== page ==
The disappearance of the pig from the Mesopotamian diet coincides with severe ecological depletion and declining productivity in lower Sumeria, the cradle of the earliest Middle Eastern states, which became progressively weakened economically, leading to the collapse of the last Sumerian Empire, the Third Dynasty of Ur. By 1,700 B.C. wheat had completely disappeared in the south. Thereafter, the center of population shifted to the north as Babylon began to emerge under Hammurabi. And even that great "giver of abundant riches" could not afford to keep his people fed on pork.
With the rise of Islam, the ancient Israelite pig taboo was incorporated directly into still another set of supernaturally sanctioned dietary laws. The pig was signaled out for special opprobrium in the Koran, and today Moslems are as opposed as Orthodox Jews are to eating pork. Incidentially, the Koran contains an important bit of evidence in support of the ecological cost/benefit interpretation of animals taboos. The prophet Mohammed retained the Israelite taboo on the pig, but he explicitly released his followers from the taboo on eating camel flesh.
The Arabian pastoralists, Mohammed's earliest supporters, were camel nomads who inhabited true desert oases and who were often obliged to make long journeys across barren wastes where the camel was the only domesticated creature that could survive. While the camel was too valuable to be eaten regularly, it was also too valuable not to be eaten at all. Under emergency conditions associated with military campaigns and long-distance caravan trade, its flesh often meant the difference between life and death.
By tracing the origin of religious ideas to the cost/benefits of ecological process, I do not mean to deny that religious ideas themselves may in turn exert an influence on customs and thoughts. The authors of Leviticus and the Koran were priests and prophets interested in developing a coherent set of religious principles. Once these principles were formulated, they became part of Jewish and Islamic culture down through the ages and undoubtedly influenced the behavior of Jews and Moslems who lived far from their Middle Eastern homelands.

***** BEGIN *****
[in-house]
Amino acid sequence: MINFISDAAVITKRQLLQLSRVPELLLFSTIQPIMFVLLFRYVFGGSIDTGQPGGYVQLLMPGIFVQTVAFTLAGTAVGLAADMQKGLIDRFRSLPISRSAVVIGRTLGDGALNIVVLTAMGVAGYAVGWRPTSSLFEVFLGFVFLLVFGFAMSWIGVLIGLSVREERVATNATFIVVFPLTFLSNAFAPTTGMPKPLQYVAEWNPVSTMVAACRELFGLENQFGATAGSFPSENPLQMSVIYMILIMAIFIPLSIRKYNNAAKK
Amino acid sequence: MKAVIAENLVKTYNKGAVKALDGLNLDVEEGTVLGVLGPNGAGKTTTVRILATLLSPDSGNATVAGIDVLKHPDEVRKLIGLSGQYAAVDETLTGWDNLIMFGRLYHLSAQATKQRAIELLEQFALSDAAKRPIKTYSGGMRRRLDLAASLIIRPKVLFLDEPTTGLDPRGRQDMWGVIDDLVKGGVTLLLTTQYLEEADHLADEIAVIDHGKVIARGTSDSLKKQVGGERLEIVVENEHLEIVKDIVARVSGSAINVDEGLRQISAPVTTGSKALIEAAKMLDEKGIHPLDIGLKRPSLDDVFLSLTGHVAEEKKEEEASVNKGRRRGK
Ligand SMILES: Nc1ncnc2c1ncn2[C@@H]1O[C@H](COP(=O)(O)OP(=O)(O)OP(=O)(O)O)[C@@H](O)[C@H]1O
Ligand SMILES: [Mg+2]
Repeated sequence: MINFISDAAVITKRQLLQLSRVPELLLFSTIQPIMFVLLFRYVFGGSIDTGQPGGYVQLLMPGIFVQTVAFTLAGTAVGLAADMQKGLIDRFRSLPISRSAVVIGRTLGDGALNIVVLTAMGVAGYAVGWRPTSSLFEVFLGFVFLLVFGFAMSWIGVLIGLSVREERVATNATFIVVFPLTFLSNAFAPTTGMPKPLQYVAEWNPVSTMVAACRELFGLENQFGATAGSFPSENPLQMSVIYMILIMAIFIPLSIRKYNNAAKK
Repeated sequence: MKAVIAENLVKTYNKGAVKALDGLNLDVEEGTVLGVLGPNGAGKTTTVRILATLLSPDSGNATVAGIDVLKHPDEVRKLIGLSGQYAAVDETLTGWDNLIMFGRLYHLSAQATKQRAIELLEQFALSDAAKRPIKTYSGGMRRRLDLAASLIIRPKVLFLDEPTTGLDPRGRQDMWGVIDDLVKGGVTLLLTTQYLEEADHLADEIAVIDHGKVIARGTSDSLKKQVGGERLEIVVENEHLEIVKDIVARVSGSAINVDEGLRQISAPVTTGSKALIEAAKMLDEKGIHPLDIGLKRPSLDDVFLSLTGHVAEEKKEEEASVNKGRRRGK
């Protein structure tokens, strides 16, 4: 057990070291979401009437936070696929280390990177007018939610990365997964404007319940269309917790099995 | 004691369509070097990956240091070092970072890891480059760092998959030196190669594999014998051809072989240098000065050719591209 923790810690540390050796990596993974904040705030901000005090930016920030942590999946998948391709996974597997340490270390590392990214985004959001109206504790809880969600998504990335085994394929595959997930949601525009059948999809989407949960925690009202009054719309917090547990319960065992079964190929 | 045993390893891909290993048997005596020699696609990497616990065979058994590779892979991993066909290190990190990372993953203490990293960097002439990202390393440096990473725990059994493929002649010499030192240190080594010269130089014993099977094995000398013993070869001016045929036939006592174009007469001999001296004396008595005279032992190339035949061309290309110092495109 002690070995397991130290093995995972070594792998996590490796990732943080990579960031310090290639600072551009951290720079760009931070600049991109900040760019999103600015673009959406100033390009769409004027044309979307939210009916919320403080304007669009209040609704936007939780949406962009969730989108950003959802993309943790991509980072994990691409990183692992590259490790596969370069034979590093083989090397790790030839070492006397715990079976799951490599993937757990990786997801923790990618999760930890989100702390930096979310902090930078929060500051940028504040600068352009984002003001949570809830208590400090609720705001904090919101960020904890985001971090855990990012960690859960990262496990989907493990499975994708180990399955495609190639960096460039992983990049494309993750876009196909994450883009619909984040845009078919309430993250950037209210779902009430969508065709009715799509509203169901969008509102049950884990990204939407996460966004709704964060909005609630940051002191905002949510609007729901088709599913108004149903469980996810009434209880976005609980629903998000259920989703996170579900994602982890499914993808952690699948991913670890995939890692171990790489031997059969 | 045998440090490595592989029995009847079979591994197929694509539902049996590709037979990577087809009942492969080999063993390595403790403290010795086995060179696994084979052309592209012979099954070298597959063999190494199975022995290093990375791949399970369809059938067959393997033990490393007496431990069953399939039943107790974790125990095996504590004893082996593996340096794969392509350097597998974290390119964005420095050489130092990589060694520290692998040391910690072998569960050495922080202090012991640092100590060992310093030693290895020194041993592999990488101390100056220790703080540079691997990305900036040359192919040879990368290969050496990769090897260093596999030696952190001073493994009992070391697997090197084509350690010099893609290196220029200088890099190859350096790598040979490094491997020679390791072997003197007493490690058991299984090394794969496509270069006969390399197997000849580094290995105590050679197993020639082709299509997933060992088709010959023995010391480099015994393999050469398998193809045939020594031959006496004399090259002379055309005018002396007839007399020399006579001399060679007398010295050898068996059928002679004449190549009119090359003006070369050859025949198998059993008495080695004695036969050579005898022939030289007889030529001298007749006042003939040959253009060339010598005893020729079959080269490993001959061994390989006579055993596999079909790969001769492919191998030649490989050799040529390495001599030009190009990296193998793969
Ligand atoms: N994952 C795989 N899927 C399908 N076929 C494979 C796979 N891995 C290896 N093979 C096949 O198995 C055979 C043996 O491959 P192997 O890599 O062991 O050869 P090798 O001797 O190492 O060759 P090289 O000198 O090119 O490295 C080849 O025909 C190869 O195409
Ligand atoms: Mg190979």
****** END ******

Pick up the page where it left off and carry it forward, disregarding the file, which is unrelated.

Food taboos and culinary specialties can be perpetuated as boundary markers between ethnic and national minorities and as symbols of group identify independently of any active ecological selection for or against their existence. But I don't think such beliefs and practices would long endure if they resulted in the sharp elevation of subsistence costs. No purely religious urge can run counter to fundamental ecological and economic resistance for a long period of time. I doubt that modern-day observant Jews or Moslems suffer protein deficits as a result of spurning pork. Were this the case, I would expect them to begin to change their beliefs - if not at once, then in a generation or so.
I do not claim that the analysis of ecological costs and benefits can lead to the explanation of every belief and practice of every culture that has ever existed. Many alternative beliefs and alternative courses of action have no clear-cut advantages or disadvantages with respect to raising or lowering standards of living.
Moreover, I admit that there is always some feedback between the conditions that determine ecological and economic costs and benefits and religious beliefs and practices. But I insist that on the evidence of prehistory and history the force they have hitherto exerted on each other has not been equal.
Religions have generally changed to conform to the requirements of reducing costs and maximizing benefits in the struggle to keep living stands from falling; cases in which production systems have changed to conform to the requirements of changed religious systems regardless of cost/benefit considerations either do not exist or are extremely rare.